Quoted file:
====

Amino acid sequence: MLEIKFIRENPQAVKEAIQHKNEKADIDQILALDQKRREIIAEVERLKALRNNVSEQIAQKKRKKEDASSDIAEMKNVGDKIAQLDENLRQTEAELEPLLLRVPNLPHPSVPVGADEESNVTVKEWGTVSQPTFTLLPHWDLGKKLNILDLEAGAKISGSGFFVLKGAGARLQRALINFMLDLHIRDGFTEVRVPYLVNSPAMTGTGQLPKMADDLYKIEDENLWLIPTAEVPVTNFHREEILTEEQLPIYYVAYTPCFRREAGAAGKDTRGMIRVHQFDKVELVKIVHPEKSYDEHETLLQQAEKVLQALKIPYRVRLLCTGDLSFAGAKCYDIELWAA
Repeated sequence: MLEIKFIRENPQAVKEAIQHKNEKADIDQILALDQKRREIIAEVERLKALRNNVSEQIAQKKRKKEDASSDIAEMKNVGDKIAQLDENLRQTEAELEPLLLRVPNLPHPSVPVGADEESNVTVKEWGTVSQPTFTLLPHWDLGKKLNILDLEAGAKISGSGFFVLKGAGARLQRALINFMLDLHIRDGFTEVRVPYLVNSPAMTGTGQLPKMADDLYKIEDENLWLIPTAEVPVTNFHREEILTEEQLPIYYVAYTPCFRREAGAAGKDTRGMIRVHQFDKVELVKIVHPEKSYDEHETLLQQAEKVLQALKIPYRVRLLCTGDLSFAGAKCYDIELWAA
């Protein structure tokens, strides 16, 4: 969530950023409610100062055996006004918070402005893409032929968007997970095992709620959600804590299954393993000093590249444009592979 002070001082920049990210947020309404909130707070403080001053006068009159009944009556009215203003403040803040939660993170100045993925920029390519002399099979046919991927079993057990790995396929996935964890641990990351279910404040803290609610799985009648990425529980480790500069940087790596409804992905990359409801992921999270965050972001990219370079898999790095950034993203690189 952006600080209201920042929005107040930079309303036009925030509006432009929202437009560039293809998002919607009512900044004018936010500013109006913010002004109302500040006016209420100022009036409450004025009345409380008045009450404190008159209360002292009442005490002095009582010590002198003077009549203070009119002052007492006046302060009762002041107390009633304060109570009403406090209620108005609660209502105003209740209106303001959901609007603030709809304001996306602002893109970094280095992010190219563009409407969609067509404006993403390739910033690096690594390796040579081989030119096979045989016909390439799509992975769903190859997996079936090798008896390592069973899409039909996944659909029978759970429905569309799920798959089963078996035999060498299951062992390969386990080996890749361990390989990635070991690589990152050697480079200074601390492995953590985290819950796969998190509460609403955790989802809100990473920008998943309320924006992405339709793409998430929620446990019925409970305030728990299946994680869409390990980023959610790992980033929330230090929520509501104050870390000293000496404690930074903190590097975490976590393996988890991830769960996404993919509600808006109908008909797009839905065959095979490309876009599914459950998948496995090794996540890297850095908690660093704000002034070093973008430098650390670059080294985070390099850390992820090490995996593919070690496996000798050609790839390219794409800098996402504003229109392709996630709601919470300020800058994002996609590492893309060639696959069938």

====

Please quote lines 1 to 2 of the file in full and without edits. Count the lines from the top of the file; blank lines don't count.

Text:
Amino acid sequence: MLEIKFIRENPQAVKEAIQHKNEKADIDQILALDQKRREIIAEVERLKALRNNVSEQIAQKKRKKEDASSDIAEMKNVGDKIAQLDENLRQTEAELEPLLLRVPNLPHPSVPVGADEESNVTVKEWGTVSQPTFTLLPHWDLGKKLNILDLEAGAKISGSGFFVLKGAGARLQRALINFMLDLHIRDGFTEVRVPYLVNSPAMTGTGQLPKMADDLYKIEDENLWLIPTAEVPVTNFHREEILTEEQLPIYYVAYTPCFRREAGAAGKDTRGMIRVHQFDKVELVKIVHPEKSYDEHETLLQQAEKVLQALKIPYRVRLLCTGDLSFAGAKCYDIELWAA
Repeated sequence: MLEIKFIRENPQAVKEAIQHKNEKADIDQILALDQKRREIIAEVERLKALRNNVSEQIAQKKRKKEDASSDIAEMKNVGDKIAQLDENLRQTEAELEPLLLRVPNLPHPSVPVGADEESNVTVKEWGTVSQPTFTLLPHWDLGKKLNILDLEAGAKISGSGFFVLKGAGARLQRALINFMLDLHIRDGFTEVRVPYLVNSPAMTGTGQLPKMADDLYKIEDENLWLIPTAEVPVTNFHREEILTEEQLPIYYVAYTPCFRREAGAAGKDTRGMIRVHQFDKVELVKIVHPEKSYDEHETLLQQAEKVLQALKIPYRVRLLCTGDLSFAGAKCYDIELWAA